And of course, once you finally nail down the right diagnosis, now you’ve got a path forward for treatment.
Specific Markers for Mast Cell Disease
DrMR: And what are those markers? Do you have those available?
DrLA: Sure. I typically look—well, first of all, I’m going to be looking… Not that they’re specifically diagnostic of mast cell disease, but I have learned there are certain patterns and routine blood counts and chemistries that can perhaps provide a hint or a suggestion that there might be mast cell disease there.
But if you’re talking specific mast cell mediators, the ones I typically look at are in the serum: tryptase and chromogranin A. Full disclosure, you have to be a little careful when interpreting chromogranin A levels.
There are some potential confounders of chromogranin A levels. You have to be sure the patient doesn’t have any heart failure or renal failure or hasn’t use any proton pump inhibitors in the last few days. And you have to make sure, of course, if you find a really elevated chromogranin A level, you have to do diligence and make sure the patient doesn’t have a neuroendocrine cancer.
But if you do, all of that rule-outs and you still find an elevated chromogranin level, pretty good bet that it’s coming from mast cell activation. So, again, in the serum, tryptase and chromogranin A. In the plasma, I look at prostaglandin D2. Pretty tough molecule to accurately measure because of how what we call thermolabile, or heat-sensitive it is. You’ve really got to take care to keep the specimen for that test continuously chilled, all the way from when it’s drawn to the point where it’s finally assayed at some distant reference laboratory.
So in the plasma, prostaglandin D2 and plasma histamine. Plasma heparin is actually turning out to be a pretty useful, pretty sensitive and specific test. Although, it’s kind of challenging to find a heparin assay that’s sufficiently sensitive for measuring the heparin levels that are put out by mast cells.
And finally, in the urine one can look at both random and 24-hour urine specimens for prostaglandin D2. There’s a metabolite of prostaglandin D2. It’s got a long name. You’re going to love this: 2,3-Dinor-11beta-prostaglandin F2 alpha. And, oh boy, do I wish there was a shorter name for that.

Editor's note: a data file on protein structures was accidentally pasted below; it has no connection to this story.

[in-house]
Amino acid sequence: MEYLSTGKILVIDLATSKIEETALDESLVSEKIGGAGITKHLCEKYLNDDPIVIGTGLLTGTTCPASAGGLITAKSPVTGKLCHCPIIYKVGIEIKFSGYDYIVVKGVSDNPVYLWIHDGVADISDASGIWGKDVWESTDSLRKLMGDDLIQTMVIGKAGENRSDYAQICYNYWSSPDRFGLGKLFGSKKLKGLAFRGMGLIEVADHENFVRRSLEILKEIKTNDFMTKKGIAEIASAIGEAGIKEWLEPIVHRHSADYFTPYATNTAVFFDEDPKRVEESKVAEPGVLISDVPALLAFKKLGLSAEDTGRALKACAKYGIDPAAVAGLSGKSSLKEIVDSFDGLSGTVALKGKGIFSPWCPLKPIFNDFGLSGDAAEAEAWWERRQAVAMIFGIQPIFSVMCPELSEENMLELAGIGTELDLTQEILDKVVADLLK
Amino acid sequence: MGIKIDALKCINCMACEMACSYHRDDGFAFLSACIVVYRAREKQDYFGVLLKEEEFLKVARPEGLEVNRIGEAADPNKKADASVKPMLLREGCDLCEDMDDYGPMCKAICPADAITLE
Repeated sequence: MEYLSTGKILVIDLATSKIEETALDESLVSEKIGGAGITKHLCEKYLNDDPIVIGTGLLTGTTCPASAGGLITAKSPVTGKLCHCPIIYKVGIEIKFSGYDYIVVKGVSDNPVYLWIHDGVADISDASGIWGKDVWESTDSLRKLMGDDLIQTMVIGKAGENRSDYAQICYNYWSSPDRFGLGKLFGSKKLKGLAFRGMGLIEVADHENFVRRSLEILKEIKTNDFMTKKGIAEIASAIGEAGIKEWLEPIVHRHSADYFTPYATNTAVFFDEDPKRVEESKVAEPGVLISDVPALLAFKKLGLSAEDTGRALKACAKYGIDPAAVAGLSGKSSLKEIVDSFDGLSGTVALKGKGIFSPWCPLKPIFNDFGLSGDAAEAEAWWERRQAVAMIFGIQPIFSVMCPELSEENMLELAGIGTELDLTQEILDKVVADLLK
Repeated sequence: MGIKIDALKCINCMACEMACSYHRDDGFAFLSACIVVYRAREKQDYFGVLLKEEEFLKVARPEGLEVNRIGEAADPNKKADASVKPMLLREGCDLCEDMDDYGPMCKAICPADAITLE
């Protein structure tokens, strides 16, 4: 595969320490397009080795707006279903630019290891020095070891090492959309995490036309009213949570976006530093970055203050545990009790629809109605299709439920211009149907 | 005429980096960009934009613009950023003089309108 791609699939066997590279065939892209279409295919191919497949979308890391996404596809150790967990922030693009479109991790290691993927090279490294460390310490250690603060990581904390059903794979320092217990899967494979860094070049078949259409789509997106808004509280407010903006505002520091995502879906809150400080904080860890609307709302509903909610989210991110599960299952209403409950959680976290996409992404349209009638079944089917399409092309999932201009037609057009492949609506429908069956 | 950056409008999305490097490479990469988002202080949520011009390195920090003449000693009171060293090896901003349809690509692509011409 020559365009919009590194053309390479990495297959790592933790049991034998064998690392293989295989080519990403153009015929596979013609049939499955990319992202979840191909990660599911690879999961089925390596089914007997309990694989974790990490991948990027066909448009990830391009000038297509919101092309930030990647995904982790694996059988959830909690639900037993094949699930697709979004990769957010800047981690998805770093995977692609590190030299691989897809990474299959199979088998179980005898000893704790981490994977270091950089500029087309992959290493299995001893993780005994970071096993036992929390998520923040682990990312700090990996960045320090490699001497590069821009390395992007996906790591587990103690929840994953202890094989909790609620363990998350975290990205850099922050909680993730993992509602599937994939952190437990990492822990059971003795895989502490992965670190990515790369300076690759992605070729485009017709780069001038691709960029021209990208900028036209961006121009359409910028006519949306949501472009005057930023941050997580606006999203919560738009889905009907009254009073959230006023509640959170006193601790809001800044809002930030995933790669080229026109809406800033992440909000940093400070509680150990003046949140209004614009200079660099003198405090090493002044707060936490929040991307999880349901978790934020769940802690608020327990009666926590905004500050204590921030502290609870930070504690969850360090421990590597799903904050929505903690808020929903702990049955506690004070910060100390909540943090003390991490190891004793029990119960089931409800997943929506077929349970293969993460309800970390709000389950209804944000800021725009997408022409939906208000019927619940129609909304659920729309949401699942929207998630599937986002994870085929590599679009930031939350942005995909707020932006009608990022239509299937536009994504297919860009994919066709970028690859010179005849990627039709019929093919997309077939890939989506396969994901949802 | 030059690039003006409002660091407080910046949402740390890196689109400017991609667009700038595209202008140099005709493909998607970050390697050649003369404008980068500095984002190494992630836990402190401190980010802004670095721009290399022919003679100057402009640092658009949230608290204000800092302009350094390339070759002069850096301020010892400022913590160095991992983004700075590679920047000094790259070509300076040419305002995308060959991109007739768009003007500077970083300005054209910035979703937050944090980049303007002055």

DrLA: But that is measurable at some reference laboratories and also as a marker of mast cell activation. There’s also—you can measure histamine in the urine, but you can also measure histamine’s principal and mediate metabolite N-methylhistamine in the urine. And there are certain reasons why it might be a little more useful to measure N-methylhistamine instead of histamine in the urine.
And finally, there’s a molecule sort of at the end of the leukotriene metabolism pathway, a molecule called leukotriene E4 that can be measured in the urine. And that can also be a marker of mast cell activation.
That’s really the suite of what I measure when doing the initial diagnostic work in these patients.
Finding Reliable Labs for Testing
DrMR: And can you get this at a LabCorps or a Quest, or do you need a specialty center to do this assay?
DrLA: There are various and sundry—I think that’s the phrase, various and sundry—of these tests which are available at different reference laboratories. I actually have not yet run into any one reference laboratory that actually runs all of these specimens. There are maybe one or two reference labs to which you can send specimens for all of this testing. But even those labs, for example Mayo in Rochester, some of this testing even Mayo doesn’t do. So what they will do with the specimen is sort of ricochet the specimen out to the boutique reference laboratory that actually runs that test.
So it can be convenient to send the whole package of specimens to these various reference labs that offer all of these tests in their catalogues. You just have to understand these labs may not be actually running all of these tests in house.
Natural vs. Conventional Treatments
DrMR: Gotcha. Now, what about treatment? And I’d like to, if we can, organize these down into natural treatments. And I think much of our audience may have heard of some natural treatments. And I’ll just rattle off a few as kind of fodder for the discussion, and then we can talk about medications. And I’m getting the inkling that the medications here may be more of the brunt of the argument.